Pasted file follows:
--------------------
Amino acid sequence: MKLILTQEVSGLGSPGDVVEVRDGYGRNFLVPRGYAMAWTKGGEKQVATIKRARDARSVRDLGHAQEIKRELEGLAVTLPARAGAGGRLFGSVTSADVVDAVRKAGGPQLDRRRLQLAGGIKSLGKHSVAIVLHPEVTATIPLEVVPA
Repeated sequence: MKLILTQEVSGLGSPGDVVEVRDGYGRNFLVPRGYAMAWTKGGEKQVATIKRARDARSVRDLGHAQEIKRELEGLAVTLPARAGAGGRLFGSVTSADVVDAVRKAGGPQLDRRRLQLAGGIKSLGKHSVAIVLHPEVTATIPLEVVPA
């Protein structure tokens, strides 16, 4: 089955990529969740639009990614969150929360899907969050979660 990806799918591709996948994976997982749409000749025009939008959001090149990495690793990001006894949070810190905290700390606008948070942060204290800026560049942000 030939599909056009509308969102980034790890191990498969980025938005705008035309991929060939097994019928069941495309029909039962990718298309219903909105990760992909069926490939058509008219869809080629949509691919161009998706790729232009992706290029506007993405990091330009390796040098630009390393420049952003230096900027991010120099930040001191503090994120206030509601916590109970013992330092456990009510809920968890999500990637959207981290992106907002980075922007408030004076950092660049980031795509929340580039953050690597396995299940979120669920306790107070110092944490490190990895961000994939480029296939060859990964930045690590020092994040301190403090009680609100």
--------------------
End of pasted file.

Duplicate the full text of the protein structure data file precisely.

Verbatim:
Amino acid sequence: MKLILTQEVSGLGSPGDVVEVRDGYGRNFLVPRGYAMAWTKGGEKQVATIKRARDARSVRDLGHAQEIKRELEGLAVTLPARAGAGGRLFGSVTSADVVDAVRKAGGPQLDRRRLQLAGGIKSLGKHSVAIVLHPEVTATIPLEVVPA
Repeated sequence: MKLILTQEVSGLGSPGDVVEVRDGYGRNFLVPRGYAMAWTKGGEKQVATIKRARDARSVRDLGHAQEIKRELEGLAVTLPARAGAGGRLFGSVTSADVVDAVRKAGGPQLDRRRLQLAGGIKSLGKHSVAIVLHPEVTATIPLEVVPA
């Protein structure tokens, strides 16, 4: 089955990529969740639009990614969150929360899907969050979660 990806799918591709996948994976997982749409000749025009939008959001090149990495690793990001006894949070810190905290700390606008948070942060204290800026560049942000 030939599909056009509308969102980034790890191990498969980025938005705008035309991929060939097994019928069941495309029909039962990718298309219903909105990760992909069926490939058509008219869809080629949509691919161009998706790729232009992706290029506007993405990091330009390796040098630009390393420049952003230096900027991010120099930040001191503090994120206030509601916590109970013992330092456990009510809920968890999500990637959207981290992106907002980075922007408030004076950092660049980031795509929340580039953050690597396995299940979120669920306790107070110092944490490190990895961000994939480029296939060859990964930045690590020092994040301190403090009680609100």